On every level the deputy first minister’s criticism of the DUP threat to withdraw Stormont ministers over the NI Protocol is deserving of ridicule.
First there is the absurdity of Michelle O’Neill playing up the problems from “the pandemic, waiting lists and how the Executive is going to take the pressure off our health service”.
What has she, a former health minister, or her party, Sinn Fein, done about implementing health reform in Northern Ireland, the lack of which is so central to the waiting lists disaster? It was one of her colleagues, Bairbre de Brún, who commissioned a report into health provision in NI by an immensely respected official, the late Maurice Hayes. His recommendations for reform were ignored, as have been subsequent expert reports, urging similar reforms.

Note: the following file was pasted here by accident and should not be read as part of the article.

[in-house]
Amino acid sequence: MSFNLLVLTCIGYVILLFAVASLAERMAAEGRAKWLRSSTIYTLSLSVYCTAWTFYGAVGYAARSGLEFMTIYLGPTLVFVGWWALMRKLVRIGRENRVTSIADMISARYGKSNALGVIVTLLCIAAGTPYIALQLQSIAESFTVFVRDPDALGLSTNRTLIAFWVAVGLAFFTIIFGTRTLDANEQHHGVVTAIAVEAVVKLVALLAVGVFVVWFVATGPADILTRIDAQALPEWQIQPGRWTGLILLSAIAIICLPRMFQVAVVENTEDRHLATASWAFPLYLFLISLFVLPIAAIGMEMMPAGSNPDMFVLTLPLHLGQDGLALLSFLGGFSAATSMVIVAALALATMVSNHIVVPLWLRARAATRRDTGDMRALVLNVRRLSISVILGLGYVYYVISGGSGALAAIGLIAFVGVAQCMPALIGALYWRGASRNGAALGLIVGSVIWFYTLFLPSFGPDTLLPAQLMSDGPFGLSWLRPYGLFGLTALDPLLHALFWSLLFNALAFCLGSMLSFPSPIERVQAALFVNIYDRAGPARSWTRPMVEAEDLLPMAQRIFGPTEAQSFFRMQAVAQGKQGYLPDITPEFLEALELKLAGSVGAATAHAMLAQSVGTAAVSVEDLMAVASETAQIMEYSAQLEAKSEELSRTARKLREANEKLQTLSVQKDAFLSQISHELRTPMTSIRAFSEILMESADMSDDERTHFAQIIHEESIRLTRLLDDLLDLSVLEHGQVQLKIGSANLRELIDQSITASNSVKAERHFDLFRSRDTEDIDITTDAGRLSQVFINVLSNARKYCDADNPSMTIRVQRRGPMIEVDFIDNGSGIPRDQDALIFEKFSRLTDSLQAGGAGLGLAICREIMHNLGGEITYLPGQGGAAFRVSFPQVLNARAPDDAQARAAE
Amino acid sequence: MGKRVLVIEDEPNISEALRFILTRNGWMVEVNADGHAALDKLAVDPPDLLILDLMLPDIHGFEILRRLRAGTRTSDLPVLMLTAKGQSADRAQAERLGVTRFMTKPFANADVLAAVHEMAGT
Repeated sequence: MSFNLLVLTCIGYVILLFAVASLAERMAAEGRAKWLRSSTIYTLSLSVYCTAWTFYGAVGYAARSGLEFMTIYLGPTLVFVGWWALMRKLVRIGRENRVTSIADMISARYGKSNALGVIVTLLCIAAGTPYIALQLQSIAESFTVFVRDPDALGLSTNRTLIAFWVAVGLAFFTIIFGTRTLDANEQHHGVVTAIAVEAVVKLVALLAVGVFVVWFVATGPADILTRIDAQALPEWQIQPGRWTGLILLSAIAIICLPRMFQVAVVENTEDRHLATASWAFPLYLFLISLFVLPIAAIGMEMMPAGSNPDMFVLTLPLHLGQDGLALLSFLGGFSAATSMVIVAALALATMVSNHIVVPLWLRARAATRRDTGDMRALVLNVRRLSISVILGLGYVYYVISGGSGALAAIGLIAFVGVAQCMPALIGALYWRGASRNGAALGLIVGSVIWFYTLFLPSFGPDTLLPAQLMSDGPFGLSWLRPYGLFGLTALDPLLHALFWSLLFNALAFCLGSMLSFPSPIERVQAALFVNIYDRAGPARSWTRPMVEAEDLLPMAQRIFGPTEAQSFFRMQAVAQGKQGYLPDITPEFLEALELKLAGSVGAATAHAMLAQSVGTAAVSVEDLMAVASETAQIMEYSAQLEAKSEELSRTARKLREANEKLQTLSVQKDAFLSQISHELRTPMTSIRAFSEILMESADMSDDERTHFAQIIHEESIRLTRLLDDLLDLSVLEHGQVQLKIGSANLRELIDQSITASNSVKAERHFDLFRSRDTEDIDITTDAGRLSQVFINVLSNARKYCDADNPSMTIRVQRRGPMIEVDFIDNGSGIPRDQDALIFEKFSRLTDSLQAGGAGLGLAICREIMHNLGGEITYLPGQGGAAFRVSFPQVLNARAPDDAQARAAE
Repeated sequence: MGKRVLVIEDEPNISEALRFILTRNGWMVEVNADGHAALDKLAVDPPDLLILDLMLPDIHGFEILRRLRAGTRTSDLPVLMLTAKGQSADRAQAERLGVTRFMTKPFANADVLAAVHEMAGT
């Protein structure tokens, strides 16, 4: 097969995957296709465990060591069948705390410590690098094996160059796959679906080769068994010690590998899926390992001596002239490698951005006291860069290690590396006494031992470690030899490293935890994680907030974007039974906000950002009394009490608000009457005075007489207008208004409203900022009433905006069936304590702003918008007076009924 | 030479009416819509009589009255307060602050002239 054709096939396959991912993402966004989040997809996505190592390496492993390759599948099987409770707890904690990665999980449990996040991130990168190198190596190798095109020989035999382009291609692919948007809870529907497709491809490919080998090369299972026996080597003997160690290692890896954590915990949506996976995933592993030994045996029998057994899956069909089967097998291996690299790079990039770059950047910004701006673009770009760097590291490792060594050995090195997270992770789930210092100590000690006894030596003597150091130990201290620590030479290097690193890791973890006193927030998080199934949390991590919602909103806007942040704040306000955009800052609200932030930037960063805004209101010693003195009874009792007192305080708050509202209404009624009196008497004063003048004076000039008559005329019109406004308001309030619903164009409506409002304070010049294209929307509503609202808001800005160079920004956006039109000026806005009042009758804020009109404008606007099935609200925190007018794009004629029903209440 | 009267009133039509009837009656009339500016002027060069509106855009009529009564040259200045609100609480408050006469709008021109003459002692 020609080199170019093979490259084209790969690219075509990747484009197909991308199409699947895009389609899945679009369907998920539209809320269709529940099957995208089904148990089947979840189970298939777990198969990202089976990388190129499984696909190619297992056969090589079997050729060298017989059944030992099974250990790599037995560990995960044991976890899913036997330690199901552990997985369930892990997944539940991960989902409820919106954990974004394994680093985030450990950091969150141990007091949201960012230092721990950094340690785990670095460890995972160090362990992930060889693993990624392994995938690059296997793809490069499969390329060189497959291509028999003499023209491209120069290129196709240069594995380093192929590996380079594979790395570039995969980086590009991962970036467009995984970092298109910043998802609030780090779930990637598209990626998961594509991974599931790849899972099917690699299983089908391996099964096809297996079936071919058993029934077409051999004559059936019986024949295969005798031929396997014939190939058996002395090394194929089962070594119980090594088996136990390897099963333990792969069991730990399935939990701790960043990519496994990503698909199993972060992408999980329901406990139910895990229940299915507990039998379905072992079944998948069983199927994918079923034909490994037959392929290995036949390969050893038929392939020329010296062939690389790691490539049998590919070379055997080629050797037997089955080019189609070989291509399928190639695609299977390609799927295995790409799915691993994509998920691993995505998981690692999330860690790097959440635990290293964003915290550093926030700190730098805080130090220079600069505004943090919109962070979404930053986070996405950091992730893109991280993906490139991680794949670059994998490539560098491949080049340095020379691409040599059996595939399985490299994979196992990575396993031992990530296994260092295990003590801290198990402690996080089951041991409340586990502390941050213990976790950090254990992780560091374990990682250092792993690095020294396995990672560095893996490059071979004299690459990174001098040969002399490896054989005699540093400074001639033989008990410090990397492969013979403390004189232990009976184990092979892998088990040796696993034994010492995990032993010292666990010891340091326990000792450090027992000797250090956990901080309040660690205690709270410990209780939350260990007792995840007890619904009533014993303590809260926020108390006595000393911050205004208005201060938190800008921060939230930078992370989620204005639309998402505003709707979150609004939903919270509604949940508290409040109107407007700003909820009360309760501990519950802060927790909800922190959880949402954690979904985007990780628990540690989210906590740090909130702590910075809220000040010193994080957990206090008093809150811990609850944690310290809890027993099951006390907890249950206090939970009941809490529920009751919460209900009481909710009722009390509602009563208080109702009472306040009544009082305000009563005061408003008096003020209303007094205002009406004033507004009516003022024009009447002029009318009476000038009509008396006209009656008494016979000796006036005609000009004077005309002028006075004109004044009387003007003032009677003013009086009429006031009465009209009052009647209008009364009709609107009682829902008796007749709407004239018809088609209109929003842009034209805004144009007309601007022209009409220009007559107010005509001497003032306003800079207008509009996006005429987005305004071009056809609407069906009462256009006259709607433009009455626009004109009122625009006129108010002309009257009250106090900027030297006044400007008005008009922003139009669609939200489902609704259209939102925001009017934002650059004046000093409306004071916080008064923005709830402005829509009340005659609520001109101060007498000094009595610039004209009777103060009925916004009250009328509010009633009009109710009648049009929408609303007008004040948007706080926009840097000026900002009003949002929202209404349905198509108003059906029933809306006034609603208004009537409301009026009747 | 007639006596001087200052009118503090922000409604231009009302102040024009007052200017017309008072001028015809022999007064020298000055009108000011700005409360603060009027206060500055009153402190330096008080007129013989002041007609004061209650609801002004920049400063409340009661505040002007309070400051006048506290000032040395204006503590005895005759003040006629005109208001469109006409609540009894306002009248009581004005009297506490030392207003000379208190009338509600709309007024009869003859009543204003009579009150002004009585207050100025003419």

Then there is the nonsense of Ms O’Neill citing, as she so often does, a global pandemic. Her party has often seemed fixated above all on the long-term politics of that pandemic: an all-island approach to create a united Ireland policy.
In any event, Sinn Fein’s credibility was shattered when, having damned Boris Johnson’s handling of Covid, party leaders presided over a flagrant breach of social distancing at an IRA funeral — a disregard for Covid limits that was devastating to see for thousands of other people who accepted small funerals for their loved ones. The weak authorities failed to hold anyone to account for that pre-meditated breach.
But above all there is the farce of Sinn Fein talking about “reckless” behaviour when it used the cover of RHI to collapse Stormont in 2017, then keep it down — and hospitals rudderless — for three years until its Irish language ransom was paid. And when that ransom wasn’t delivered fast enough, SF was weeks ago threatening to collapse things again.
Incidentally, Sir Jeffrey Donaldson’s latest plea to the prime minister, to tell Joe Biden about the damage done by the Irish Sea border, is both welcome and apt.
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